Smartphones are capable of communicating with pretty much all the social networks and other online services which cause e-safety concerns.

In reality, the capability these devices provide for computing, education, communication and organisation are extremely positive and do out-way the risks, but more can be done to mitigate potential problems.

These devices are in the hands of young people and are in your schools and in your homes. They need considering with the same importance as other more obvious computing devices and where prohibition or technical encumbering of capability is not possible or appropriate, education must fill the gap.

Now it is quite likely that the etymology of the word 'phone' will fall out of the public consciousness and be banished to antiquity along with many words we still use today, the origins of which have long been forgotten. In time the word 'phone' may well change it's meaning to 'pocket computer' or encompass whatever this device's next evolutionary step may be. Until that happens however, we must make sure that we don't underestimate the risks and capabilities of these devices by continuing to conceptualise them as being at their heart, a simple portable telephone because we lack the appropriate language to describe them otherwise.



Photo from FreeDigitalPhotos.net

Written by E-safety Support on November 13, 2013 16:23

A school e-safety policy is so much more than a set of rules

In the months since the inclusion of e-safety as part of the Ofsted inspection criteria, many schools are beginning to come to terms with the e-safety inspection criteria which includes; having a whole school consistent approach, developing robust and integrated reporting routines, having staff training and responsibilities identified, delivering age appropriate education, having the correct infrastructure, monitoring and evaluation, management of personal data and last but certainly not least, a school e-safety policy.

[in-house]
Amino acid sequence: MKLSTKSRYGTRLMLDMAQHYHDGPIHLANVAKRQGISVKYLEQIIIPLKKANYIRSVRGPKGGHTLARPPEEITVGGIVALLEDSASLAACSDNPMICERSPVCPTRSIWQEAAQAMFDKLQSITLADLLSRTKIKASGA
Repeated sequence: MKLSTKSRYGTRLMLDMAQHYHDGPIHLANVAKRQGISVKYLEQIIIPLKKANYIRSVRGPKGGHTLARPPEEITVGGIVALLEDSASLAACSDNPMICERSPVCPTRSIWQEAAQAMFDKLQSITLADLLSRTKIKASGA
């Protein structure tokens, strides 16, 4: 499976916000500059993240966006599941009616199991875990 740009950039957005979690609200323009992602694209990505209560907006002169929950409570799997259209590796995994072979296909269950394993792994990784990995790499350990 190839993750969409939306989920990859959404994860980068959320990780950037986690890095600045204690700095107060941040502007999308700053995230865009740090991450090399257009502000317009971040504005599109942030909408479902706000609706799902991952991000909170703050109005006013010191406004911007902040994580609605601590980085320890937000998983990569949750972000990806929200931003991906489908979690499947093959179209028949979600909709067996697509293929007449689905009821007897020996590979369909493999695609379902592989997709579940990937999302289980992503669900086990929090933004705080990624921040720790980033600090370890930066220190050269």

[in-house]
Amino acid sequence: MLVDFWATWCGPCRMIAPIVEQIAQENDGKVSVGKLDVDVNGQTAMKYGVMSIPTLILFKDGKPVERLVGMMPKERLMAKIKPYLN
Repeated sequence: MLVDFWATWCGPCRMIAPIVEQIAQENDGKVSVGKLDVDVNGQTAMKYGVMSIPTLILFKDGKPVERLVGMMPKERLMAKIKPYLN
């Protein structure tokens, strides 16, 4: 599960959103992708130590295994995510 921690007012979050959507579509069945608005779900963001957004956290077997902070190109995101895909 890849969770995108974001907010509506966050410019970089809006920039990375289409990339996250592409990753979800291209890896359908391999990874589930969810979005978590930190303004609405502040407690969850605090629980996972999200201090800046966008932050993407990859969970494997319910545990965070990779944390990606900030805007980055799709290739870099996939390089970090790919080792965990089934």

In the most recent Ofsted ‘Inspecting e-safety in schools’ briefing, they identify key features of good or outstanding practice for e-safety policies as:

  • Rigorous e-safety policies and procedures are in place, written in plain English, contributed to by the whole school, updated regularly and ratified by governors.

  • The e-safety policy should be integrated with other relevant policies such as behaviour, safeguarding and anti-bullying.

  • The e-safety policy should incorporate an Acceptable Usage Policy that is understood and respected by pupils, staff and parents.
  • Significantly, there is only one indicator of inadequate practice:

  • Policies are generic and not updated.
  • It is easy to see why schools could fall into the latter category, not least because the e-safety inspection is a relatively new addition to the Ofsted inspection and may not yet be fully integrated with the other school procedures and policies. Downloading a 'one size fits all' policy template from the internet is a quick fix, but isn’t ideal and indeed, not a satisfactory solution where Ofsted in concerned.

    If e-safety issues are global and the associated risks applicable to all young people, why is an off-the-shelf policy inadequate. The answer to this lies with the whole school community involvement. If a policy were aimed at just students in a single year group, then it’s possible that a generic policy could well stand up to interrogation. However, add several more year groups, plus their parents and not forgetting their teachers, governors – the entire school community – and the parameters for the policy become vastly different.

    Each school will have a different relationship with its stakeholders – some school may have a locked down IT systems which prevent certain websites within the school, however once outside the school environment, pupils could have unrestricted access. This situation would require a different policy for pupils and parents to those which allow unrestricted (but monitored) access to the internet.

    Alternatively, a school may have a defined code of practice about personal social media accounts for teachers, while others may have accounts set up specifically for school use – again in each case, a different policy would be required.

    One area which all schools should have in common is the involvement of the students in the creation and implementation of the school e-safety policy – how this is applied however is again down to the individual school.